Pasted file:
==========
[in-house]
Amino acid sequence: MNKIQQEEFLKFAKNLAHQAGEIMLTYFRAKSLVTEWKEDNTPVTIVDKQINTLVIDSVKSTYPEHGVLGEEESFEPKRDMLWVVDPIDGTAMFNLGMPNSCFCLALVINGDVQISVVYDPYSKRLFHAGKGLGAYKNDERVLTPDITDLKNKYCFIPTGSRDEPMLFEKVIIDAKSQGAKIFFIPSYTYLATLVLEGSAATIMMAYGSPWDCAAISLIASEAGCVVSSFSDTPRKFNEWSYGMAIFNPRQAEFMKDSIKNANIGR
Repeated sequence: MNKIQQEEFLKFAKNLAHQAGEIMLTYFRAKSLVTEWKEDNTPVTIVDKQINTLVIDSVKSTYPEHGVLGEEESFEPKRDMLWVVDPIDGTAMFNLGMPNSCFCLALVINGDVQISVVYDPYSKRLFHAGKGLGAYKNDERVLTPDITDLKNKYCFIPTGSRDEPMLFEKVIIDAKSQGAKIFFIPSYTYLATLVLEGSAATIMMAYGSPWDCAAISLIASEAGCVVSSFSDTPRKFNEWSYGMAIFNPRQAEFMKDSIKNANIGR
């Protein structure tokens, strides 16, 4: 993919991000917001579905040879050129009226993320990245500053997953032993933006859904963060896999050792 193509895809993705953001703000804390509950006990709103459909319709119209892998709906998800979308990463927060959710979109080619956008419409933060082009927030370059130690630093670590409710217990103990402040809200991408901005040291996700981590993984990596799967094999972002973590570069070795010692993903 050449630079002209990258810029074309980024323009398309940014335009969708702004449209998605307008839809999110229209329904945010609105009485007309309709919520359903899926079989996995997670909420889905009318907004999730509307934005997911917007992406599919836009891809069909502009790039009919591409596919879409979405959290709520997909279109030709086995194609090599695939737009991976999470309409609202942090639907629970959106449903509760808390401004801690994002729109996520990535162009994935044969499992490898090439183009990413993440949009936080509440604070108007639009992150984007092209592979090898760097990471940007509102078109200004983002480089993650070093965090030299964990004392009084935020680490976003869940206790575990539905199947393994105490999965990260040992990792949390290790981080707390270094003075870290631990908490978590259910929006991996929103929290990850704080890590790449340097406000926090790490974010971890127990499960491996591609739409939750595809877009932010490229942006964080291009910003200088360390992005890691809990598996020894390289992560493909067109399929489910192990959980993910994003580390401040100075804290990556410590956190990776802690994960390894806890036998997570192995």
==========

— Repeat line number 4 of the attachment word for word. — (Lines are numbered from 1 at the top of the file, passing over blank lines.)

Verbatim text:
């Protein structure tokens, strides 16, 4: 993919991000917001579905040879050129009226993320990245500053997953032993933006859904963060896999050792 193509895809993705953001703000804390509950006990709103459909319709119209892998709906998800979308990463927060959710979109080619956008419409933060082009927030370059130690630093670590409710217990103990402040809200991408901005040291996700981590993984990596799967094999972002973590570069070795010692993903 050449630079002209990258810029074309980024323009398309940014335009969708702004449209998605307008839809999110229209329904945010609105009485007309309709919520359903899926079989996995997670909420889905009318907004999730509307934005997911917007992406599919836009891809069909502009790039009919591409596919879409979405959290709520997909279109030709086995194609090599695939737009991976999470309409609202942090639907629970959106449903509760808390401004801690994002729109996520990535162009994935044969499992490898090439183009990413993440949009936080509440604070108007639009992150984007092209592979090898760097990471940007509102078109200004983002480089993650070093965090030299964990004392009084935020680490976003869940206790575990539905199947393994105490999965990260040992990792949390290790981080707390270094003075870290631990908490978590259910929006991996929103929290990850704080890590790449340097406000926090790490974010971890127990499960491996591609739409939750595809877009932010490229942006964080291009910003200088360390992005890691809990598996020894390289992560493909067109399929489910192990959980993910994003580390401040100075804290990556410590956190990776802690994960390894806890036998997570192995």